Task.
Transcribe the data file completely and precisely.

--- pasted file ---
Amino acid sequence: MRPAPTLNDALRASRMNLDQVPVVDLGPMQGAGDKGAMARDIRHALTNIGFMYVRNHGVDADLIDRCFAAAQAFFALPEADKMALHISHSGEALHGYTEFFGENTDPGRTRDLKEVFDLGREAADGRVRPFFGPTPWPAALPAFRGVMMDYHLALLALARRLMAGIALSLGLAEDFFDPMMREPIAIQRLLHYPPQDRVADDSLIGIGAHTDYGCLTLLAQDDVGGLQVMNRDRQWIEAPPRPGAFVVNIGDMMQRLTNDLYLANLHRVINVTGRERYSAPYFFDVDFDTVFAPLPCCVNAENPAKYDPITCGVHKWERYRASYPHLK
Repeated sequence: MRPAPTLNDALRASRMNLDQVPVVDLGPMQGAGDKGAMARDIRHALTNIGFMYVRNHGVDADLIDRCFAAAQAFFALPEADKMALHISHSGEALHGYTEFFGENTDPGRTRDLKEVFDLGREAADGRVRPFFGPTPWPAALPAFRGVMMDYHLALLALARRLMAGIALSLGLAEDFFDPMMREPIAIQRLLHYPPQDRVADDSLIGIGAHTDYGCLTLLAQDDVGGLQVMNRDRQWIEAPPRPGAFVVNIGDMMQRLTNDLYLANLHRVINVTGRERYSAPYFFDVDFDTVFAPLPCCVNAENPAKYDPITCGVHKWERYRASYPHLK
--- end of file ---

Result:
Amino acid sequence: MRPAPTLNDALRASRMNLDQVPVVDLGPMQGAGDKGAMARDIRHALTNIGFMYVRNHGVDADLIDRCFAAAQAFFALPEADKMALHISHSGEALHGYTEFFGENTDPGRTRDLKEVFDLGREAADGRVRPFFGPTPWPAALPAFRGVMMDYHLALLALARRLMAGIALSLGLAEDFFDPMMREPIAIQRLLHYPPQDRVADDSLIGIGAHTDYGCLTLLAQDDVGGLQVMNRDRQWIEAPPRPGAFVVNIGDMMQRLTNDLYLANLHRVINVTGRERYSAPYFFDVDFDTVFAPLPCCVNAENPAKYDPITCGVHKWERYRASYPHLK
Repeated sequence: MRPAPTLNDALRASRMNLDQVPVVDLGPMQGAGDKGAMARDIRHALTNIGFMYVRNHGVDADLIDRCFAAAQAFFALPEADKMALHISHSGEALHGYTEFFGENTDPGRTRDLKEVFDLGREAADGRVRPFFGPTPWPAALPAFRGVMMDYHLALLALARRLMAGIALSLGLAEDFFDPMMREPIAIQRLLHYPPQDRVADDSLIGIGAHTDYGCLTLLAQDDVGGLQVMNRDRQWIEAPPRPGAFVVNIGDMMQRLTNDLYLANLHRVINVTGRERYSAPYFFDVDFDTVFAPLPCCVNAENPAKYDPITCGVHKWERYRASYPHLK